Tuesday, October 16, 2012



The villagers all gathered at the local tavern that evening listening to the story the old man told as he stood before the blazing hearth. Outside the wind howled against the windows but inside it was nice and cozy.

“…and so we were all saved from the beast that was Lord Fowley!” The old man finished grandly as he stretched his frail arms wide, dramatically.

Suddenly the door the inn burst open, interrupting the enthusiastic applauding of the audience.

A wild wind swept man dashed through, his middle aged eyes wide with panic.

“The Cardinal’s men are coming!” He shouted.

For a moment all was still as the villagers set in stunned silence.

“Are you sure, Jed?” The tavern owner asked shakily.

“Yes! I’m sure!” Jed screeched and fled back out the door.

Immediately there was movement as all the villagers tried to leave at once. Chaos reigned as panic took over. No one was getting anywhere. Children were crying as their mothers clutched them close. Several people tripped and no one stopped to help then.

“ENOUGH!” The shout was followed by a gunshot.

Pieces of debris fall from the roof where the bullet had ripped through. Everyone paused to look at the stranger in their midst. He had come just before the story teller had told his tell but has been so still, everyone had forgotten about him. Now there he stood, tall dressed in a simple but elegant traveling cloak with a gun in his hand. Power and confidence radiated off this mysterious stranger as he looked calmly around the room. Slowly he lowered his gun and put it away.

“What is the meaning of all this?” His voice was not deep but had a pleasant soothing tone to it that told it’s listeners that this person was highly cultured and educated. “If this is the Cardinal’s men, surely you are all safe! He is the head of the Church of France after all.”

“Where have you been, man?” Another villager stared at the stranger incredulously. “No one is safe from the Cardinal’s men!”

“Surely you jest.” The stranger smiled beneath the wide brimmed hat that overshadowed his eyes. “Unless you lot are criminals, there is nothign to be afraid of.”

One little boy caught sight of a smooth face underneath the shadows.
“We are not criminals, Mister.” A frightened woman told the stranger.

Sounds of many horses thundering on the ground came closer. Underneath their feet the ground trembled as if dreading the arrival.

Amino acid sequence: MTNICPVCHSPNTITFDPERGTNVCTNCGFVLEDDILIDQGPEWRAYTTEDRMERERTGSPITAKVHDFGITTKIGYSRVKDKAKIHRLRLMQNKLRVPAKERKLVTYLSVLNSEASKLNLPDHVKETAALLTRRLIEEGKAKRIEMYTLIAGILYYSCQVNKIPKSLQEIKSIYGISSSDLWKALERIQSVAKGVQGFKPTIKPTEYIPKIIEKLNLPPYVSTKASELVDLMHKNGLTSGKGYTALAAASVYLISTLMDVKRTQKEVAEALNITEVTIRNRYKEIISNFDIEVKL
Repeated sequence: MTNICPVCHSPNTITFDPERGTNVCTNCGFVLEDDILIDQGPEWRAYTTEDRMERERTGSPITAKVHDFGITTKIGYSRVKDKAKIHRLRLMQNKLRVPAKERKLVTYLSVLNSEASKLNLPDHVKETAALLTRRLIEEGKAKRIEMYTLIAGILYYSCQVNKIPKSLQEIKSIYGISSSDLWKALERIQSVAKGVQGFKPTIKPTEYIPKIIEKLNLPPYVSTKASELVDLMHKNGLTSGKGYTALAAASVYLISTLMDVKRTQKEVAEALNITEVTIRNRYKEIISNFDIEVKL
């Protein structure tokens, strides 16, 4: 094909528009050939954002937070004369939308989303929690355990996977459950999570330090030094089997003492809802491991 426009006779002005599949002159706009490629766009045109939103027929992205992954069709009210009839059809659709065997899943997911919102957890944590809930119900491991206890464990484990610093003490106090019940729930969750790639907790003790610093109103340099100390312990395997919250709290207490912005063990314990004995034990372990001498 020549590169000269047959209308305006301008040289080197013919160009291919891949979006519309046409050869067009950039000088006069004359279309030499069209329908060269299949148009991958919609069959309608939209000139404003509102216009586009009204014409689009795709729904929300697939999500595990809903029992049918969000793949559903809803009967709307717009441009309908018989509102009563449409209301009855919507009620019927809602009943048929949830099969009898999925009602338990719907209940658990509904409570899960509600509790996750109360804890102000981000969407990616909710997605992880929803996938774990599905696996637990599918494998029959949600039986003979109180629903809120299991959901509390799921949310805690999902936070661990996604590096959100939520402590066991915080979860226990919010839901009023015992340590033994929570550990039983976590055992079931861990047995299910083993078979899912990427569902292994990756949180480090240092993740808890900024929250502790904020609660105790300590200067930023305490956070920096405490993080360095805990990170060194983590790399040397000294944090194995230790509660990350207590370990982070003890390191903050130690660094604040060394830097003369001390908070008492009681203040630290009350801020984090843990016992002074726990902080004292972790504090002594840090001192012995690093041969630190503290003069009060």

“We knew we would be next.” The woman whispered in dread as her wide eyes stayed fixed on the door. “We should have left!”

Wearily the stranger sighed and pushed passed the villagers who were now trying to press as far as they could from the door. “Relax. I will go talk to them.”

“No! Please, Sir! Don’t go out there!” A child cried out and tugged at the stranger’s callused hand.

“Sir…I like that.” The stranger gave a little laugh as he looked down at the child and ruffled his hair. “Don’t worry little boy. I can handle it.”

Without another word the stranger walked through the doors and greeted the new arrivals.  A half dozen horses galloped up to the tavern ridden by men dressed in scarlet. Even in the candle light the stranger could see the unfriendly looks in their eyes that hid secrets not meant to be messed with. For the first time the dark traveler wondered if the villagers were right.

“Greetings, Messieurs! Are ye all travelers to this fine village too?” The stranger began with flair and a wide smile. “Come! Let us make merry and have us a round of ale, and perhaps a lass or two!”

“You are not from these parts?” The Captain of the squadron barked at the stranger with suspicious eyes.

“Indeed not, Monsieur!”

“Then move aside! We have business to conduct!” the gruff Captain shouted as he signaled his men to dismount.

“At this time of night?” The stranger kept up the friendly demeanor but did not move out of the way. “You need to relax more!”

“I will not repeat myself a second time. Now MOVE, BOY!” The Captain’s face darkened with rage.